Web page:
The potatoes become mushy and unusable (a least by an overwhelming majority) because the 76% water content packed within those brown skins expands and forms into crystals which break down the structures of the cell wall in them.
In other words, the potatoes shrink and turn ugly from inside out! That’s the reason why foods with high water content are never advised to be stored in the refrigerator in the first place.
And if by accident they are, then they’re advised to never be defrosted but used from frozen, and also never be used as the main components of any recipe. They’ll disappoint! Imagine a thawed tomato in a gorgeous cream salad – yuck!
Another additional point i can raise to discourage you from storing raw potatoes in the refrigerator (if your head is still rock hard to think that the first two aren’t enough), is that they won’t keep long in the refrigerator, and certainly won’t keep long in the freezer. But your eyes will barely notice that they’ve turned to a frozen mess!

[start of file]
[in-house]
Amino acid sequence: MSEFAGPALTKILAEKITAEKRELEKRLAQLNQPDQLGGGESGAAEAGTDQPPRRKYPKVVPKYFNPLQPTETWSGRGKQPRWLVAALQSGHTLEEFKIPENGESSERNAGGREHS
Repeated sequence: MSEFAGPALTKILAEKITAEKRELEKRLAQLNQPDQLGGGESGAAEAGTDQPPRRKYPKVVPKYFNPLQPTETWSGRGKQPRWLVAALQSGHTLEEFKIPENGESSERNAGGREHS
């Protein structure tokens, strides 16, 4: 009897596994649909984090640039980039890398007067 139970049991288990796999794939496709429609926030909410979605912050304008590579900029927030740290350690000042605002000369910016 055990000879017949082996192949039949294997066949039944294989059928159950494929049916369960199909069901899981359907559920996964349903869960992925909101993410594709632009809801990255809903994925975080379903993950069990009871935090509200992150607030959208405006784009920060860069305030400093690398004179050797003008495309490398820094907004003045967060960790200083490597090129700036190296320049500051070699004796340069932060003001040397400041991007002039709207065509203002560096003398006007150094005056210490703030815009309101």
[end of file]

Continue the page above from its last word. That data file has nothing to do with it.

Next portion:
How to properly store potatoes
Okay so, hopefully now i’ve talked you out the idea of using the refrigerator as a medium to store raw potatoes, so it’s only natural that i give you practical tips and advice on how to properly store potatoes for lengthy durations.
Here are the tips.
- Rule: If you live in a country or place where potato is easily accessible, don’t buy more than you need. This will save you the pain of watching your potatoes go bad at large scale!
- If you’re a home gardener, you’re probably leering at me with red eyes after reading the first point, well, here’s an advice that should work for you and make your extra extra harvests last longer. First cure your potatoes by storing them at (45 to 60)F at (85 to 95)% humidity for 7 to 10 days, and then proceed to store them in a cool root cellar, basement, garage or shred which typically register temperatures between (40 to 45)F and humidity close to 90 percent. If you have an area indoors that maintains at that temperature; which is slightly warmer than the refrigerator and obviously hotter than the freezer, keep the potatoes there provided it’s dark and shielded from light. The potatoes will keep freshness, moisture and nutrients for several months which is hopefully enough time to put all of them to tasty use!
- For those that purchase potatoes from markets or stores, skip the curing process because it’s likely done at the producers end or somewhere along the farm to table chain.